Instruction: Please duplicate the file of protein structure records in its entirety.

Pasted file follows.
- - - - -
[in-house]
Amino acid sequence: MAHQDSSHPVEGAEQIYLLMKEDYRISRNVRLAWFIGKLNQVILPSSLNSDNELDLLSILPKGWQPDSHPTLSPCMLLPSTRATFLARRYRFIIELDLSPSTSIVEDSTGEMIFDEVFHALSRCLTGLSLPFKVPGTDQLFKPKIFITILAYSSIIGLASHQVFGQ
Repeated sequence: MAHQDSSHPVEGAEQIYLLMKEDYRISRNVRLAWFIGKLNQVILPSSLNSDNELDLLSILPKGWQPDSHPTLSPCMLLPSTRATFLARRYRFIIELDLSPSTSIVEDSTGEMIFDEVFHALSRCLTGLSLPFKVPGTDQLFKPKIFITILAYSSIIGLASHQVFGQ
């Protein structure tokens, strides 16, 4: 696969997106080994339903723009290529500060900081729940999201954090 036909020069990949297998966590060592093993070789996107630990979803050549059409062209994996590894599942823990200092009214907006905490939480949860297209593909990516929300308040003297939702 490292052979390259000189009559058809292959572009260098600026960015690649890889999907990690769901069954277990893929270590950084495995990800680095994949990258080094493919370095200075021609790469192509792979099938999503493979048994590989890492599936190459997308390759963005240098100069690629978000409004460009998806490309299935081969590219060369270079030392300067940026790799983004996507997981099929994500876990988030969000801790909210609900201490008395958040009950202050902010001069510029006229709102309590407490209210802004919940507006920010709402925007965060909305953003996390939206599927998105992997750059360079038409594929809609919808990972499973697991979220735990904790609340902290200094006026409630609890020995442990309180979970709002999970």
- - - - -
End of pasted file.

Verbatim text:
[in-house]
Amino acid sequence: MAHQDSSHPVEGAEQIYLLMKEDYRISRNVRLAWFIGKLNQVILPSSLNSDNELDLLSILPKGWQPDSHPTLSPCMLLPSTRATFLARRYRFIIELDLSPSTSIVEDSTGEMIFDEVFHALSRCLTGLSLPFKVPGTDQLFKPKIFITILAYSSIIGLASHQVFGQ
Repeated sequence: MAHQDSSHPVEGAEQIYLLMKEDYRISRNVRLAWFIGKLNQVILPSSLNSDNELDLLSILPKGWQPDSHPTLSPCMLLPSTRATFLARRYRFIIELDLSPSTSIVEDSTGEMIFDEVFHALSRCLTGLSLPFKVPGTDQLFKPKIFITILAYSSIIGLASHQVFGQ
């Protein structure tokens, strides 16, 4: 696969997106080994339903723009290529500060900081729940999201954090 036909020069990949297998966590060592093993070789996107630990979803050549059409062209994996590894599942823990200092009214907006905490939480949860297209593909990516929300308040003297939702 490292052979390259000189009559058809292959572009260098600026960015690649890889999907990690769901069954277990893929270590950084495995990800680095994949990258080094493919370095200075021609790469192509792979099938999503493979048994590989890492599936190459997308390759963005240098100069690629978000409004460009998806490309299935081969590219060369270079030392300067940026790799983004996507997981099929994500876990988030969000801790909210609900201490008395958040009950202050902010001069510029006229709102309590407490209210802004919940507006920010709402925007965060909305953003996390939206599927998105992997750059360079038409594929809609919808990972499973697991979220735990904790609340902290200094006026409630609890020995442990309180979970709002999970």